This Dunkirk spirit was to appear yet again, when having found a site for a new hut down in South View Road, we were strapped for cash to provide doors and fittings for the projected new building. This problem was still unresolved, when Roy arrived at a Friday night Scout meeting to announce that he had an idea. On travelling down St Anne Street, he had noticed that demolition of houses preparatory to building the now familiar flats was well advanced. Furthermore, there were skips piled high with old doors, and if we were so minded, outside toilets with pans all there for the taking! After some discussion, since we could not recruit a night raiding party, we had to resort to a more conventional solution down at the Bank. The hut was duly finished and opened by Geoff Brown (then D.C for Stratford-on-Avon) on Friday 28th April 1972.
Meanwhile, back at the Gang Show: After nine happy years of pre-Christmas shows at the Royalty, the theatre became a victim of television and competing Bingo at the converted Gaumont Cinema in Brook Street, so we moved to the ABC Cinema in Love Street to produce a show in January 1967. We ran for five nights from Tuesday 2nd January, the dress rehearsal being on the Monday. The capacity of the ABC was 2000; the stage was 45 feet wide, but only 14 feet deep. There was no fly gallery and only one backcloth rail; dressing room space was limited and sound amplification was a problem. Moving from one side of the stage to the other was done by running outside into the alley at the rear of the stage, since the large ‘Westrex’ Cinema sound speakers filled most of the area which would have been behind a cyclorama. In spite of these problems we coped. Dressing rooms were hired in the old Love Street School and seat sales were good.
The stage manager was Charles Jones, (Charley when out of earshot), backed up by his dad (the original Gaffer from 1937), plus three henchmen from the projection box who were augmented by our then usual backstage team. Flushed with success, we decided that we should book the ABC for another week the following year in January 1968. Ticket sales were poor and we lost £300, (about £6000 today!). In spite of this, the District decided to support another show and a small sub-committee, including Roy, Bill Brickland and other members of the production team looked at alternative venues. In 1969, having viewed a selection of local school halls, (what’s new?), it was decided to try a show at the newly opened Gateway Theatre, (capacity nominally 500 seats).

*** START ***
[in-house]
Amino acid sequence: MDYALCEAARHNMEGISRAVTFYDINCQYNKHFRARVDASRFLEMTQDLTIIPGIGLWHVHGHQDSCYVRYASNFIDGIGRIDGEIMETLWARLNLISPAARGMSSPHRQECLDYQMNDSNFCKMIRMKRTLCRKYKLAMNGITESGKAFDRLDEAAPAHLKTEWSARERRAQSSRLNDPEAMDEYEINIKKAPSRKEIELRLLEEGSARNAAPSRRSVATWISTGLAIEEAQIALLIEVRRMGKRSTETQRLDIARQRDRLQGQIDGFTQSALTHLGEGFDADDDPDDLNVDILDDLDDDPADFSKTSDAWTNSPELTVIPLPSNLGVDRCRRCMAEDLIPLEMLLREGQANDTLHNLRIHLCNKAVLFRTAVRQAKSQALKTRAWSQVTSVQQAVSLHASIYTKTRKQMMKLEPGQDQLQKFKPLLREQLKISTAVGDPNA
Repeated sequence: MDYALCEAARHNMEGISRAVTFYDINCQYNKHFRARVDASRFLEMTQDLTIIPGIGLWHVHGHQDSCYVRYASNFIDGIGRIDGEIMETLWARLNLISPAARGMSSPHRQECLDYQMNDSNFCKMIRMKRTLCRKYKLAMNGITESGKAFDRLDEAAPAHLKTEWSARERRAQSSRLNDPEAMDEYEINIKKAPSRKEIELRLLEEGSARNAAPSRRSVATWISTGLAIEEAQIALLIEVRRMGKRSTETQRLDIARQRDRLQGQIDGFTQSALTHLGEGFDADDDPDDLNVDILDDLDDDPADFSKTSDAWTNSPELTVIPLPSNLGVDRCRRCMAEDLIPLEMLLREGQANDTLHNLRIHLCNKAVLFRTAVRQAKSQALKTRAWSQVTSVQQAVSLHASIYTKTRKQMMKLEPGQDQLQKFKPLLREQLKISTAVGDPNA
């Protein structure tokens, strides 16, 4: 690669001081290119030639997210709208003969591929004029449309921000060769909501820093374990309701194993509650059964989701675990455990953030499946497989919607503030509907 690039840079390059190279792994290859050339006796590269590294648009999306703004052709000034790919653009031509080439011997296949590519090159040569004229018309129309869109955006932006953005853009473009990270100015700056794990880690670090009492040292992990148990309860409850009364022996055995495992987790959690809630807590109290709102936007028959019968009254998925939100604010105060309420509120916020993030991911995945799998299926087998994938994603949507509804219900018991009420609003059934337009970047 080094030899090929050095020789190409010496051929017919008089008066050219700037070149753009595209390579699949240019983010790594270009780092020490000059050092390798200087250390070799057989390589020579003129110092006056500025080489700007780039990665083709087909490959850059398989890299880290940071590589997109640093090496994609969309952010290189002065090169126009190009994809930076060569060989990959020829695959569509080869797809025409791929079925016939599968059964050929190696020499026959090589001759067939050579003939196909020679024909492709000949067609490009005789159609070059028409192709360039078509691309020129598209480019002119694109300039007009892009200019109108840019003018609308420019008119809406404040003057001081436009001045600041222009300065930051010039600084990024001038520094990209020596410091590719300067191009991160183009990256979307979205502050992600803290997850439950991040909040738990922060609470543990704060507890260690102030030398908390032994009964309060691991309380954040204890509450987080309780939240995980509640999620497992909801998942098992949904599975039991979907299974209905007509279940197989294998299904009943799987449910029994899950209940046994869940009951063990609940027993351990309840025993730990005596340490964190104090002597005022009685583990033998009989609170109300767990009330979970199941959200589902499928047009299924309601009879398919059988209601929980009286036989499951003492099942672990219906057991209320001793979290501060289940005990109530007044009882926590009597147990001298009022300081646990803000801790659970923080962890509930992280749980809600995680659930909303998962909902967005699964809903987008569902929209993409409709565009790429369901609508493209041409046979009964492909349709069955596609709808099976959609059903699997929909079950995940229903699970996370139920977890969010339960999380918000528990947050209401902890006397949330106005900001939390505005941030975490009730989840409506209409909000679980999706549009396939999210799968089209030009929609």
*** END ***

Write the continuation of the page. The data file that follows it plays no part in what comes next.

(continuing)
Before moving on to relate events at the Gateway, there is yet another tale to lighten the proceedings. On the way home from the ABC following one of the performances, a visit to ‘The Swan’, (now demolished but which was on the site now occupied by Woolworth’s), we encountered George White easing his wait for a bus home, by a sojourn at the bar. George, (for those at a loss), had been GSL of the 32nd Chester Group and was a sometime backstage steward of the show, prior to Les Harding. George was delighted to see us, but was having problems lighting his pipe. He also had about his person a few plastic bags, one of which he confided, had his tea in it. The ‘tea’ consisted of two raw chickens, complete with feathers. As the problems of unpacking/packing the pipe intensified, so did the hail of spent matches onto the floor. Suddenly success! Smoke rose to the ceiling, but on investigation it was found to be coming from George’s tea. The feathers were well alight and the assembled company was treated to the blaze being beaten out on the top of the bar. (Chicken Vindaloo?) So ended that night’s performance.
The move to the Gateway was breaking new ground in more ways than one. Girls (in scouting) joined the show for the first time. Dave King has just confided that he and Eric Wilson voted against, but 12 girls joined a gang totalling 143. Although the auditorium could hold only about 450 comfortably, the stage was not much different in size from the old Royalty which seated 960. As things turned out, the facilities were quite acceptable, especially as the theatre had started out as a ‘stretched’ conference centre. Everything was new and freshly painted in black. The fly gallery had pristine walkways and metal weights; alas the captain Hornblower rig across town was not available, but was not forgotten. The good news was that many of the original Royalty cloths would fit and were carted through town for use as necessary.
The Director at that time was Julian Oldfield and it was with his support and encouragement that our first show went up in early 1969. In 1971 two shows were produced, one in the January and the other in December, our favourite option. This was possible at the time, because following tradition, the Gateway Christmas show opened on Boxing Day, a situation which persisted until 1988. After this it became common practice for Christmas shows to open in early December and the Gateway followed suit. Since then we have had to fit in where we could, sometimes in January, February, March, April, even October, but lately we seem to have been able to land consistently at the end of January.